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In Egypt: When Democracy is not an Option

By       Message Esam Al-Amin     Permalink
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opednews.com Headlined to H1 12/7/12

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The second type of opposition is represented by the traditional secular parties, groups, and individuals who found an opening in their incessant efforts to disrupt and unravel the nascent MB and FJP rule. They denounced the assumed presidential powers and described them as the beginning of a potential fascist dictatorship. For example, former Member of Parliament and renowned secular spokesman, Dr. Amr Hamzawy, tweeted that Morsi was worse than Hitler. Dr. Mohammad ElBaradei, the former IAEA director and chairman of the liberal Al-Dustoor party, called Morsi a new pharaoh and a dictator worse than Mubarak.

The third type of opposition was the fulool or remnants of the former regime that had been lurking in the background waiting for the right moment to regain their lost power. Since the waning days of the revolution, it was not until last spring that they regrouped around Shafik in his quest to become president but were ultimately defeated despite receiving the support of the military council, the so-called deep state, the oligarchs, and spending hundreds of millions of dollars of their illegally gained wealth on the failed campaign (despite the fact that the elections commission allowed for a maximum spending limit of $2 million.)

When Morsi issued his presidential decree the last two groups quickly formed a broad coalition under the name the National Salvation Front (NSF). Its main leaders included Moussa, ElBaradei, Sabahi, Nour, El-Sayyed Badawi, as well as individuals tied to Shafik and the former regime. In a rare display of unity, most secular groups including many youth revolutionary groups, followed suit and joined the NSF. But many critics contend that what united these diverse and acrimonious groups, was their hatred of the MB and the other religious groups. Their common strategy was simply to go to the streets and start an intense public campaign in order to dislodge Morsi and the MB from power, similar to the early days of the revolution against the Mubarak regime.

Therefore, in the week after Morsi issued the decree, tens of thousands of supporters of secular groups took to the streets calling for its cancellation and the dissolution of the CCA. Although they were largely peaceful demonstrations, two young people, ages 15 and 17, died with one person belonging to each camp (secular and Islamist). The response of the Islamist forces was to speed up the passage of the new constitution by holding a 19-hour session to pass the 236-article constitution on Thursday and Friday, November 29 and 30.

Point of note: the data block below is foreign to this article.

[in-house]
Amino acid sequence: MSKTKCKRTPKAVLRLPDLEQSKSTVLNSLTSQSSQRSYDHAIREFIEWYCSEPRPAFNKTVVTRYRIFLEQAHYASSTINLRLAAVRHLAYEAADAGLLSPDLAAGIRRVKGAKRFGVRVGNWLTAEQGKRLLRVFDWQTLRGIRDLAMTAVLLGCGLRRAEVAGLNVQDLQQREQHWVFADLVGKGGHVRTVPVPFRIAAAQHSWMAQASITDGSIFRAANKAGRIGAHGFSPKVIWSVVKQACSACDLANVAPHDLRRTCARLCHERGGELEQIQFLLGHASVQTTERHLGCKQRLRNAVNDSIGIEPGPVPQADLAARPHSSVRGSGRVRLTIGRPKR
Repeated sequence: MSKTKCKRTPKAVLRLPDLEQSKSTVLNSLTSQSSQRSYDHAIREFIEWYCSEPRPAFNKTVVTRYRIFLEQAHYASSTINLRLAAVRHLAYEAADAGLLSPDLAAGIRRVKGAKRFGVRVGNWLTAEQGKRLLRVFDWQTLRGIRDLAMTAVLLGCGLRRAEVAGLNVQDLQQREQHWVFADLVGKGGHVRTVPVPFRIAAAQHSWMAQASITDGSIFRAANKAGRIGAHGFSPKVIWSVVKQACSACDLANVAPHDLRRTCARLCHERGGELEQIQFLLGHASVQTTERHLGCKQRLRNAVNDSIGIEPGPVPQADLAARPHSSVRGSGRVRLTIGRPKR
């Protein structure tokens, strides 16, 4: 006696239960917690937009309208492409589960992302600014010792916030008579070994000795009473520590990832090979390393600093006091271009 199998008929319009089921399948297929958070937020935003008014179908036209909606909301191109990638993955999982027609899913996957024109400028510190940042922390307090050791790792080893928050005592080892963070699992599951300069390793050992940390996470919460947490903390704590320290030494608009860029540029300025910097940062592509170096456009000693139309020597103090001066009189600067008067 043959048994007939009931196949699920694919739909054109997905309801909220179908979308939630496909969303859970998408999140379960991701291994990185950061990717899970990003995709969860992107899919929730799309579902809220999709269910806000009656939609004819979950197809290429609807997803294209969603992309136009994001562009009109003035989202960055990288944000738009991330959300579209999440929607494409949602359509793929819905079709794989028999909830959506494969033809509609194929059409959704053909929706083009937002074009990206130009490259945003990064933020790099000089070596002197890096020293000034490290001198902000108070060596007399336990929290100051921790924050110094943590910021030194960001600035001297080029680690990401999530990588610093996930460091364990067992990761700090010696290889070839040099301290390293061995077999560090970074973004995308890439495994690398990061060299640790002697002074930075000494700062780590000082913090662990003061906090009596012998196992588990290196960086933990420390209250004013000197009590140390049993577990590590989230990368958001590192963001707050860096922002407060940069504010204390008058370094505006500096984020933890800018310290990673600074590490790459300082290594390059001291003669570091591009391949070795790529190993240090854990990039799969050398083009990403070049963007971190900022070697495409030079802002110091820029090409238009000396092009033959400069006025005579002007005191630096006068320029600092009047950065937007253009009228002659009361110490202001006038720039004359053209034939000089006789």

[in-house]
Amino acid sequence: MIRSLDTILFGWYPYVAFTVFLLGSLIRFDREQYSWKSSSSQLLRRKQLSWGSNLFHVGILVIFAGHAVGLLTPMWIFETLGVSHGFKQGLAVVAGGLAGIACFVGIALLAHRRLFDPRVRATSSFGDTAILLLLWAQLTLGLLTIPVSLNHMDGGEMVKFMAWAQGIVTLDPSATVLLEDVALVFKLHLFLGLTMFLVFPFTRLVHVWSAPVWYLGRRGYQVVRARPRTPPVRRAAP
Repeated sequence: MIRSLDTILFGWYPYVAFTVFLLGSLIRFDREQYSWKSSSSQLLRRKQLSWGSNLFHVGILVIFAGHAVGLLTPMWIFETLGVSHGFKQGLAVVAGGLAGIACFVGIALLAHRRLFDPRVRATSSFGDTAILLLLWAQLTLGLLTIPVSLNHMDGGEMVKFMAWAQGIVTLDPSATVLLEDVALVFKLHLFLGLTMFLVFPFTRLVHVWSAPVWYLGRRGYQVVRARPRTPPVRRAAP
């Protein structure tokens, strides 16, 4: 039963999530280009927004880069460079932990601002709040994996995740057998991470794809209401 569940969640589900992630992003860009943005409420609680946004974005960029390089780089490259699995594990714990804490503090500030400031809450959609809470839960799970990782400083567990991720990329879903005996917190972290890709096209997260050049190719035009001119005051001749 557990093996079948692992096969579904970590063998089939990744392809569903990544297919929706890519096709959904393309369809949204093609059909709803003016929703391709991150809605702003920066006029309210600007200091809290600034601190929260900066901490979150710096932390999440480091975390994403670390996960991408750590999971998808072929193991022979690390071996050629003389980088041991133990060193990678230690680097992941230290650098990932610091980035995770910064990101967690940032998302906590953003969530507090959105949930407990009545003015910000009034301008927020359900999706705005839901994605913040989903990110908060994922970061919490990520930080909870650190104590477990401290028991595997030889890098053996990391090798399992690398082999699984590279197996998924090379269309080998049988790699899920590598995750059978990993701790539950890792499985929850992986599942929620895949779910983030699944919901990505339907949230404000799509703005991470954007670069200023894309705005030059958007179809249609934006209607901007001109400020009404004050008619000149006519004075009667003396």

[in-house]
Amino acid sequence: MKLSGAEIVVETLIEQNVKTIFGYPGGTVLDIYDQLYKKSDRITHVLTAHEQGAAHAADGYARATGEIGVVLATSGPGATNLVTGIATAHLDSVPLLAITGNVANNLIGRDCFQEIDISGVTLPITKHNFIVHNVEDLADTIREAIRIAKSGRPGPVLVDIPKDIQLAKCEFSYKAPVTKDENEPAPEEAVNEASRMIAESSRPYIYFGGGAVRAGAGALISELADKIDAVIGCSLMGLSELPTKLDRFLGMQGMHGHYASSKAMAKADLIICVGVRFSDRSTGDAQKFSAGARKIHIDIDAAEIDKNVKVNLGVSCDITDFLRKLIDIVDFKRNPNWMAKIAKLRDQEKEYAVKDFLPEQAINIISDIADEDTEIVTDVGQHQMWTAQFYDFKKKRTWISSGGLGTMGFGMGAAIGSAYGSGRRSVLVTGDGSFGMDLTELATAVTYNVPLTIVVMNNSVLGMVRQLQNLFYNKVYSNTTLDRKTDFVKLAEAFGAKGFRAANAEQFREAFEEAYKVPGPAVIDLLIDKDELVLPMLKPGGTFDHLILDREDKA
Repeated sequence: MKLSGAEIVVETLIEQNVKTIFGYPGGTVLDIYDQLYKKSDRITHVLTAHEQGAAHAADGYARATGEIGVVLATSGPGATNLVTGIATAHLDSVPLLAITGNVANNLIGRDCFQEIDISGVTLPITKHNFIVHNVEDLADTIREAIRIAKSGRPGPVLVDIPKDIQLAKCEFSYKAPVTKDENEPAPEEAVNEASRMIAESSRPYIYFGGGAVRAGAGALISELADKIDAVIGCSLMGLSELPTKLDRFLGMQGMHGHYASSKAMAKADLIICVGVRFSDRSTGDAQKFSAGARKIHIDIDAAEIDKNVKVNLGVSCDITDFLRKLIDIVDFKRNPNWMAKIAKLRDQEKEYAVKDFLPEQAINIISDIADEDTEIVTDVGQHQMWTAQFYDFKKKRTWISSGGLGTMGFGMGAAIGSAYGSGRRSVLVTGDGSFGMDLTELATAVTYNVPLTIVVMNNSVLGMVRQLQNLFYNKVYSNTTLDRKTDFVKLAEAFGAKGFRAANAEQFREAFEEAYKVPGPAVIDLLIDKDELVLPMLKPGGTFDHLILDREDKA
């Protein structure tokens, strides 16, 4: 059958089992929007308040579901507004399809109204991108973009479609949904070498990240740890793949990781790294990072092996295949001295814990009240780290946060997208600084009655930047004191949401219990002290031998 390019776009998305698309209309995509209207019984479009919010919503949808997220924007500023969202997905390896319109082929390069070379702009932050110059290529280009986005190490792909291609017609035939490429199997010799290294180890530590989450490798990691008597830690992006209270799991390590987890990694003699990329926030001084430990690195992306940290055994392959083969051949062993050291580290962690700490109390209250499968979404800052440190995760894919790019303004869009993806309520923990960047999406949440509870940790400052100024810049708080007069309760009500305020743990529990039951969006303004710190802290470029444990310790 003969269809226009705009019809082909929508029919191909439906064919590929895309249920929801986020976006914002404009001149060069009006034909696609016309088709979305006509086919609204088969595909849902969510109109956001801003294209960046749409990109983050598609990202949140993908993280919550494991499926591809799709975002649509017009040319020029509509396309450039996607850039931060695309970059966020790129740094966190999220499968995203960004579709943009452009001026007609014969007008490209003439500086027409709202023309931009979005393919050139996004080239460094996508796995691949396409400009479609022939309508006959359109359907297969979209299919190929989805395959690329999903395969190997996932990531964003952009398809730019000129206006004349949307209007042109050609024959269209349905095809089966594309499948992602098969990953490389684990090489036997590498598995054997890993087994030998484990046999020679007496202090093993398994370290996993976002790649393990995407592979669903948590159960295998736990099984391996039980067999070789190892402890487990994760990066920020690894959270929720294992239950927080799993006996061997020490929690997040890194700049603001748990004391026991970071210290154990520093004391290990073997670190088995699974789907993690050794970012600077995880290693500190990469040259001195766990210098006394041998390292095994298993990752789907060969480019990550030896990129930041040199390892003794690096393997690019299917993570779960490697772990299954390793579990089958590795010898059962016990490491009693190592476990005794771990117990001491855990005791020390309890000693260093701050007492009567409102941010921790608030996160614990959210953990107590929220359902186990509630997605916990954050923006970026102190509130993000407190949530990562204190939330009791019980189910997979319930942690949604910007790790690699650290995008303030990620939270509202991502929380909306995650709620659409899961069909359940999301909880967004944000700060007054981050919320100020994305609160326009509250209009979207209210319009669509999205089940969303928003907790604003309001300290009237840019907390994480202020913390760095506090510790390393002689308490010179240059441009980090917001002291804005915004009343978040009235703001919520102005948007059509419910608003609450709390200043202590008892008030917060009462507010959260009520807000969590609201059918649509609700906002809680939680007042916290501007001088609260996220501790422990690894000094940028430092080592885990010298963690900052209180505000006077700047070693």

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The secular groups, who had occupied Tahrir Square since November 23, then escalated their demands by including the rejection of the new constitution and calling for the impeachment of Morsi for refusing to agree to their demands and for the passage of the constitution by his supporters.

As the battle in the streets was taking shape, the Islamist groups held their own massive demonstration on December 1 in Nahda Square in front of Cairo University to support the president and the new constitution. The number of people in this demonstration dwarfed those of the secular opposition in Tahrir Square. According to neutral experts, this number ranged from one to two million, some even claiming as much as six million demonstrators nationwide. At night, a massive screen in the square showed the president meeting with members of the CCA and officially receiving a copy of the draft constitution. The president then promptly announced that on December 15 the country would vote on the new constitution in a public referendum. While the demonstrators in Nahda Square roared and cheered in support of this decision, the protesters in Tahrir booed and condemned the same act, a contrast that was shown in a split screen on many TV news channels.

If the objective of the Islamist demonstrators was to show which side had more popular support in the streets, this goal was easily accomplished.  But if the demonstration was to present a moderate face to the public in order to soothe any concerns or fears of impending religious authoritarianism, this goal failed miserably. Many of the chants and speeches during the demonstration simply solidified the anxieties and apprehensions among the secular groups. Many neutral observers such as presidential advisors Ayman Al-Sayyad and Esmat Saif-al-Dawalah saw this as a display of ugly religious fascism. Four non-partisan presidential advisors, including these two, resigned shortly thereafter.